To help prolong the life of the PSU, I set up a 1000 watt Coolermaster PSU to power 2 of the GPUs. It was a little janky running a single system with 2 PSUs, but it worked fine using special PSU to PSU connectors (which told the slave PSU when to turn on).
Here is the full system with both PSUs:
To maintain a cool and quiet operation of the system, I set it up in my garage in front of a vent. Fortunately, it was winter when running this setup, thus the system could breath the cool, frosty air. This setup was enough to warm the 2 car garage (with 20 foot ceilings) up 20-30 degrees above the outside temperature.
Another benefit of putting the system in the garage was that I could set the GPU fans to 100%. Not only did this prevent them from thermal throttling, but it allowed me to overclock the GPUs by 16%. When the fans were spinning this fast, you could easily hear them from outside the garage doors.
Running 4 GPUs right next to each other did cause some air starvation issues for the inner cards, making them have higher temperatures. To help alleviate this, I tried to angle the cards away from each other using spacers (ie, DVI covers). Fortunately, the PCI-E slots have some play in them. It looks more sketchy than it actually was.
Dedicated Mining Machine Performance
With all 4 overclocked R9 290s running, I could get the system to mine Scrypt coins at 3.4 Mh/s (each card averaging 870 Mh/s) drawing about 1500 watts. The system was running Windows 8.1, thus I used cgminer.
At the time, I switched constantly between different coins. Overall, the main coins I mined included Fastcoin, Sexcoin, Goldcoin, Grandcoin and Franko. Towards December of 2013, I mostly used mining pools that automatically switched to the most profitable Scrypt coins, cashing out to Bitcoin every few hours.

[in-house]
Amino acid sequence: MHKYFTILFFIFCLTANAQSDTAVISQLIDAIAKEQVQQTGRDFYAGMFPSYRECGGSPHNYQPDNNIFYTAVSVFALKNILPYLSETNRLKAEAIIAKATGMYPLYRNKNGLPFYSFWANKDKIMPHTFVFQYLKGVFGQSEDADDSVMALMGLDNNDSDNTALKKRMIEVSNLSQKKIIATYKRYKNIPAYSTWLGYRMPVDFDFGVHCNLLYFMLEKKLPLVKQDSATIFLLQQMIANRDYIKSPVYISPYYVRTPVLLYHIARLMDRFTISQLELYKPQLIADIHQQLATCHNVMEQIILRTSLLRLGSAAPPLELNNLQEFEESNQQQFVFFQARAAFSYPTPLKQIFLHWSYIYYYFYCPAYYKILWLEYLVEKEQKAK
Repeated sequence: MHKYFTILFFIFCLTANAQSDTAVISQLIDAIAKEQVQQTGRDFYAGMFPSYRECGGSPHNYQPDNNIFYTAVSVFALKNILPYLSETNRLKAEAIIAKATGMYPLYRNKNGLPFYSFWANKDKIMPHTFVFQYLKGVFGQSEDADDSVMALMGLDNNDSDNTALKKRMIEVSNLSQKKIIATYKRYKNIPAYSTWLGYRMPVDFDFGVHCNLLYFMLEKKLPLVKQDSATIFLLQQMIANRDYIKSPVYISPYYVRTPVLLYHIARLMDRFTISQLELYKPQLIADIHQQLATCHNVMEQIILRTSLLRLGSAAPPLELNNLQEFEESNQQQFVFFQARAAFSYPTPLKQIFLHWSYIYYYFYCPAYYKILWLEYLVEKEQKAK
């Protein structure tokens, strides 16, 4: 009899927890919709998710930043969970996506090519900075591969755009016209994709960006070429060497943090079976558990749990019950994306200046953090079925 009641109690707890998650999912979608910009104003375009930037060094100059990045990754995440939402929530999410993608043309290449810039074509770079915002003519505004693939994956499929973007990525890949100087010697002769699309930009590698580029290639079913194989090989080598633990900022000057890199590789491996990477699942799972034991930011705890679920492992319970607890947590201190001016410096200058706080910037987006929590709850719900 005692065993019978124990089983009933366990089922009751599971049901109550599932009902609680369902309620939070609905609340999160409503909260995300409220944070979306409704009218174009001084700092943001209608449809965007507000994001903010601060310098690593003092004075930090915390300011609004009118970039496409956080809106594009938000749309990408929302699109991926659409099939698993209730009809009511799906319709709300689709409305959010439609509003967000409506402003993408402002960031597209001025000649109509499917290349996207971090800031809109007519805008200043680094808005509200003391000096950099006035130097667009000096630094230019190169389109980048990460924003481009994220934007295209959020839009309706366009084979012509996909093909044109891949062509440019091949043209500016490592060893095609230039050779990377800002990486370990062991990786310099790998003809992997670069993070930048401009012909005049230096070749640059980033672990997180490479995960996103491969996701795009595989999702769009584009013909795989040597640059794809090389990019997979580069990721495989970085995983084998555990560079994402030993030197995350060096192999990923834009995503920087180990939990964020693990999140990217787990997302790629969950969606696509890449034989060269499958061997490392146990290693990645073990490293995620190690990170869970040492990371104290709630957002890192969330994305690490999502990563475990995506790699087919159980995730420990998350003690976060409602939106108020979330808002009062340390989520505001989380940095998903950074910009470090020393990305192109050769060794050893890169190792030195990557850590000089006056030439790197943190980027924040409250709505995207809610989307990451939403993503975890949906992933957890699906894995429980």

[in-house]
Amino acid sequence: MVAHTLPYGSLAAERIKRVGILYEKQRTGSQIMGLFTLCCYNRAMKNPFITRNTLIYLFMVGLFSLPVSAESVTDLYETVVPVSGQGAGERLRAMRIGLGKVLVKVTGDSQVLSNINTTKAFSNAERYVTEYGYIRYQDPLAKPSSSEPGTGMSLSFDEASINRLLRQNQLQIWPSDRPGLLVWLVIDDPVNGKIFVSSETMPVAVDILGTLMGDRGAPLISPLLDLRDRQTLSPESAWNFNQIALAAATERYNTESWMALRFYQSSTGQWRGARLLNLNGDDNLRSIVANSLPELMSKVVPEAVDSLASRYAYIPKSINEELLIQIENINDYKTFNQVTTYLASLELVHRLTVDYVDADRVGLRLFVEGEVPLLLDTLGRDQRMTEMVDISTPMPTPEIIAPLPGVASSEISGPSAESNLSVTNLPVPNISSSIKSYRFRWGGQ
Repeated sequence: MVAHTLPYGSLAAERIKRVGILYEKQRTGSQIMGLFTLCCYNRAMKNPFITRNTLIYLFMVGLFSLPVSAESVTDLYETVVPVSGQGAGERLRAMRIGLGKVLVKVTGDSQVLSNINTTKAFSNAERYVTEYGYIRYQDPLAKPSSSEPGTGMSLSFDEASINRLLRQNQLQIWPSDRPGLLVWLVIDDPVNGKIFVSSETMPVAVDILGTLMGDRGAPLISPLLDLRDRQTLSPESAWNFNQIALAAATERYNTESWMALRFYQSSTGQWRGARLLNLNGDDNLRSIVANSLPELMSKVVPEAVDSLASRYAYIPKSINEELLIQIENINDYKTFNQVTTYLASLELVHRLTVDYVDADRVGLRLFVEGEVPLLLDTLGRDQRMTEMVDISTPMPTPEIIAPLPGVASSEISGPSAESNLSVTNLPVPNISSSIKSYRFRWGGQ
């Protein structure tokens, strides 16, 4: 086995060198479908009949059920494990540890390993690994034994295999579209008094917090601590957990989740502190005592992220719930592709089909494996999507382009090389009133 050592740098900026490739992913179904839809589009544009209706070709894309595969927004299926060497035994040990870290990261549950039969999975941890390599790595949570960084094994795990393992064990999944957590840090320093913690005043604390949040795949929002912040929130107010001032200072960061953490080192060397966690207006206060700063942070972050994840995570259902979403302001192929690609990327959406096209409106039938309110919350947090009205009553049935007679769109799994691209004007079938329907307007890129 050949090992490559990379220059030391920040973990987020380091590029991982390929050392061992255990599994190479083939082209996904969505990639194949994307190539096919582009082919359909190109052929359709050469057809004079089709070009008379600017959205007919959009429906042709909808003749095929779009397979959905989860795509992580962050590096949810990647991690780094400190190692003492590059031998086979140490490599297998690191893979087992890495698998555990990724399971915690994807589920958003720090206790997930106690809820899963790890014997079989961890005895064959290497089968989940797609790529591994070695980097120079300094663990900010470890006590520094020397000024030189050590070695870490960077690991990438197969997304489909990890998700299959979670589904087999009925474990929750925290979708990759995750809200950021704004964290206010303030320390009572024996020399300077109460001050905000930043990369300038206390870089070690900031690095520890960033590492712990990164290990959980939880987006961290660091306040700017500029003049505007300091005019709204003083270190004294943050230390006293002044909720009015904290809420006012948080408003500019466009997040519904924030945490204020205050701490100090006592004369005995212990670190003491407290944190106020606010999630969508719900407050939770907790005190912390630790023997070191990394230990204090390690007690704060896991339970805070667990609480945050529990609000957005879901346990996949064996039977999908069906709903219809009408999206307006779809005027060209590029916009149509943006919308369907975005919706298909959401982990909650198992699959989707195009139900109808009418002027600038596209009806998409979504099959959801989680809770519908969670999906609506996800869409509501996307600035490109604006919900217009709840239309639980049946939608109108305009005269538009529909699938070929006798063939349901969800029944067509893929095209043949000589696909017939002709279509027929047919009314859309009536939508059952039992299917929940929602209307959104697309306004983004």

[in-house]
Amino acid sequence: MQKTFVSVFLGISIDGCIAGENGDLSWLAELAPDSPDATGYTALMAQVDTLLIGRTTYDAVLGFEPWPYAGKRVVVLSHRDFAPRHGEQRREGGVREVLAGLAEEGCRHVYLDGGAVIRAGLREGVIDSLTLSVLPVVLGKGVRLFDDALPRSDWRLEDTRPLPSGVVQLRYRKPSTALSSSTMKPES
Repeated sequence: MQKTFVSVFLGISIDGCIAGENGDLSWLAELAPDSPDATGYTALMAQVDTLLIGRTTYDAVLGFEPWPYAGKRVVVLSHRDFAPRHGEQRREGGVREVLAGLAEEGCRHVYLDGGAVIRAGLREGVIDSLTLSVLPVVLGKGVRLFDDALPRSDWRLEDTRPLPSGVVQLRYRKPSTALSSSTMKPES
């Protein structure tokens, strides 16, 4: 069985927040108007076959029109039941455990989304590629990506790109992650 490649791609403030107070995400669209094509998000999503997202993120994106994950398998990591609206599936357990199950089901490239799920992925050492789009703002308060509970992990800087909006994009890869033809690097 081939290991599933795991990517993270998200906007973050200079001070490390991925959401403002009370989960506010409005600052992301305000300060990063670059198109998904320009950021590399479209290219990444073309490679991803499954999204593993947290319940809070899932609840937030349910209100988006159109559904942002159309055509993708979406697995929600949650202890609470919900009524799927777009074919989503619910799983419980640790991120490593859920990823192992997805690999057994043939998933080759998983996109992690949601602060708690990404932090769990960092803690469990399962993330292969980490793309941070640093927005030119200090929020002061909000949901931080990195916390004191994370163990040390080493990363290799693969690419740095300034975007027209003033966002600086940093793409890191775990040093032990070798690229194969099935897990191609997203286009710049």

Amusingly, a few of these coins actually still have value, with some being at all time highs. But they still performed worse than Bitcoin itself.
Mining Machine Outcome
You may be asking at this point, "So, did you actually make any money with this miner?" Well, late 2013 was a crazy time for alt-coin mining. This system often had days where it earned more per day than I did at my corporate internship! Those days made me reevaluate my life. Haha!
Overall, not only was I able to cover all electricity costs, but I was able to recover the costs of this system after 3 months of mining. Plus, all of the hardware was in high demand in the used market. With the R9 290s being only a few months past their release date, I decided to sell 2 of them in March of 2014. The cryptocoin market was cooling fast, thus I decided to fire sell them on an online tech forum. They sold before I had to answer if they were used for mining... (What kind of dumb question is that? It's an AMD card in the hottest mining scene we had seen up until then. Anyone saying they have a top end AMD card that wasn't used for mining is lying or has really high electricity costs(?).)
This has only been a small part of my cryptocoin experience. For the most part, this was all positive. There were a few scams I fell prey to and a few wild, terrible trading mistakes I made. I guess those are part of any crypto lifestyle. Maybe I'll talk about those in a future post.
Also, this system has morphed a lot since these early mining days. It's spend most of its life as a lowly storage server, but I've recently resurrected it to mine once again, albeit I've switched up the GPUs. This system just prints money left and right!
Let me know if you'd like to hear more!